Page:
The United Launch Alliance (ULA) said very late yesterday that the launch of the next Atlas V rocket is now delayed indefinitely. ULA is investigating what went wrong on the launch of Orbital ATK's OA-6 Cygnus spacecraft on March 22.
Orbital ATK's OA-6 cargo mission to the International Space Station (ISS) was successful thanks to the Atlas V's Centaur upper stage, which was able to compensate for the under performance of the first stage. The first stage's RD-180 engine shut down 6 seconds early. The Centaur fired about one minute longer than planned to make up the difference in thrust needed to place Cygnus in the proper position for its ultimate rendezvous with ISS.
This was the first problem for the Atlas V in 62 launches.
ULA soon announced that it was delaying the next Atlas V launch -- of a military communications satellite, MUOS-5 -- for one week, from May 5 to May 12, while it investigated what happened. On March 31, the company said it had traced the anomaly to the first stage fuel system.
Late yesterday, ULA said in an emailed statement that the launch postponement is "indefinite:"
Cape Canaveral Air Force Station, Fla. (April 8, 2016) -- The Atlas V MUOS-5 launch is delayed and indefinite on the Eastern Range due to ongoing evaluation of the first stage anomaly experienced during the OA-6 mission. ULA successfully delivered the OA-6 Cygnus spacecraft to the International Space Station (ISS) on March 22. The MUOS-5 spacecraft and launch vehicle are secure at their processing facilities.
Somewhat ironically, ULA's announcement came shortly after a signature success by its competitor, SpaceX, which not only launched its own cargo mission to ISS, but landed the Falcon 9 first stage on a drone ship at sea.
Quelle: Space and Technology Policy Group
ULA assembling Atlas V rocket at Cape Canaveral
United Launch Alliance has begun stacking its most powerful Atlas V rocket at Cape Canaveral Air Force Station while continuing to investigate the cause of last month's early shutdown by the rocket's main engine.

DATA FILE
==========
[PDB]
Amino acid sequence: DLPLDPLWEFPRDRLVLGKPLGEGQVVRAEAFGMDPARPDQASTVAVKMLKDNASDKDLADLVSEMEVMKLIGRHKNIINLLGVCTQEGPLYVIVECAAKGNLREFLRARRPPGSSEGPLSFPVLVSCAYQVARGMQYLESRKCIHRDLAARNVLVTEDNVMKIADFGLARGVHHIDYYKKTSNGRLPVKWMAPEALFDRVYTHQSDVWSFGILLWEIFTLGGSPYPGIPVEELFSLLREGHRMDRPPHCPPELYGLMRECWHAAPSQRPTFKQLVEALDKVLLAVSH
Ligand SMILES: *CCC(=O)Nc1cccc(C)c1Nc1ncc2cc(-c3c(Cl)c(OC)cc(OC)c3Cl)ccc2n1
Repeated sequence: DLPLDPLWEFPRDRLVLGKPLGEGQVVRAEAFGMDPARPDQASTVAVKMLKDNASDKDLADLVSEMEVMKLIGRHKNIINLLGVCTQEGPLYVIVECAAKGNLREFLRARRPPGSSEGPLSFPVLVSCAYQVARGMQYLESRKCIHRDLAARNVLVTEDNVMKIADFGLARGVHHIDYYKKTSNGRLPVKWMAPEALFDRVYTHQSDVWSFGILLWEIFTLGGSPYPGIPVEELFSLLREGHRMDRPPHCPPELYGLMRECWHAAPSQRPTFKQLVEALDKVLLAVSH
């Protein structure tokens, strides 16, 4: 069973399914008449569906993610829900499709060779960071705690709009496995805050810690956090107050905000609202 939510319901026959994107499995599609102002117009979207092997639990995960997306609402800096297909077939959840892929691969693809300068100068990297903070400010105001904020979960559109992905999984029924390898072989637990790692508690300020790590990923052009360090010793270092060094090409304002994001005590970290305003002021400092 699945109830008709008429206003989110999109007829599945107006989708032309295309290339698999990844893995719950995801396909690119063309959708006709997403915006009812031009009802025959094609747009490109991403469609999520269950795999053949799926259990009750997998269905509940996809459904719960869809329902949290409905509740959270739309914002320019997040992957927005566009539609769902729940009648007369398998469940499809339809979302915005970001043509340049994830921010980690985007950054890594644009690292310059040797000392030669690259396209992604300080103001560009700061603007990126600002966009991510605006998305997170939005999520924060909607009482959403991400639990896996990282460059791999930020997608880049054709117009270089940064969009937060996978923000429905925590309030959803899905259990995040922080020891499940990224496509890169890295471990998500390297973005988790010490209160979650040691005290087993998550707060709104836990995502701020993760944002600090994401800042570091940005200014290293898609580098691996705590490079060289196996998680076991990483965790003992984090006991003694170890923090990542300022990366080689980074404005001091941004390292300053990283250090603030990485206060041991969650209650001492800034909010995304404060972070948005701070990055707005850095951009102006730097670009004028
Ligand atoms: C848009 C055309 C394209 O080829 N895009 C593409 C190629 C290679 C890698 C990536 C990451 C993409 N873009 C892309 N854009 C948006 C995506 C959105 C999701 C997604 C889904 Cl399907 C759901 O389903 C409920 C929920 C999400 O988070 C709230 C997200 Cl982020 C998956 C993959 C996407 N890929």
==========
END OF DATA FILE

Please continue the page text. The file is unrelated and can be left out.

The company on Friday raised an Atlas V booster vertical on a stand inside the processing tower at Launch Complex 41.
This week it has begun strapping five solid rocket boosters to the first stage that will help propel a 7.5-ton Navy communications satellite from the launch pad.
No date has been announced yet for the launch of the fifth Mobile User Objective System satellite, or MUOS-5, which was once targeted for May 5.
SpaceX 'Red Dragon' capsules could launch to Mars by 2018
ULA put the mission on hold indefinitely following the March 22 launch of an Orbital ATK Cygnus spacecraft packed with International Space Station supplies.
During that flight, the Atlas V rocket’s Russian RD-180 main engine shut down six seconds too early, nearly jeopardizing the mission.
The Aerojet Rocketdyne RL10C engine powering the Centaur upper stage extended its burn by a minute to ensure a successful launch.
ULA has so far has said only that the main engine problem involved the “first stage fuel system and its associated components.”
The next launch will be the 63rd by an Atlas V, and the seventh of its most powerful version.
Quelle: FLORIDA TODAY
Mixture ratio valve the culprit in Atlas 5 anomaly, next launch this summer
CAPE CANAVERAL — With the performance hit on the Atlas 5 rocket’s most recent flight last month now isolated to a faulty valve, preparations to resume the manifest are underway as United Launch Alliance workers stack the next booster for blastoff this summer.
The Mixture Ratio Control Valve (MRCV) governing the blend of RP-1 kerosene fuel and liquid oxygen flowing into the main engine of the Atlas 5 rocket “caused a reduction in fuel flow during the boost phase of the flight,” officials announced today.
During the March 22 launch, the first stage shut down six seconds early and the Centaur upper stage had to improvise by burning a minute longer to achieve the planned orbit.
The payload — Orbital ATK’s commercial Cygnus cargo freighter — successfully reached the proper orbit and did its rendezvous with the International Space Station to deliver over 7,000 pounds of supplies for the resident crew.
Engineers continue to evaluate the details surrounding the valve problem, and ULA is developing inspections for the Mixture Ratio Control Valve and actuator, expected to be complete in early May, to implement on the next vehicle.
“We observed nothing unusual in the mixture ratio commands until late in the first stage flight,” officials said.
FOD, or debris, impeding the valve’s operation has been ruled out as unlikely and non-credible.
The time to understand what caused the anomaly has delayed the next Atlas on the manifest from its original May 5 launch date until late June.
That upcoming rocket, designated AV-063, will launch the 15,000-pound mobile communications satellite, named MUOS No. 5, into space for the U.S. Navy.
Stacking of the vehicle began last Friday with the first stage being hoisted atop the mobile launch platform at the Vertical Integration Facility at Complex 41. The five solids were mounted this week and the Centaur upper stage will be added soon.
The payload will be installed a week before flight to complete the 206-foot-tall launcher.
Putting the first stage up vertically will allow additional inspections of the Mixture Ratio Control Valve and confirm associated components are ready for launch.
The launch will complete the planned globe-spanning constellation of five Mobile User Objective System spacecraft for a new voice, video and data relay network based on cellular telephone technology.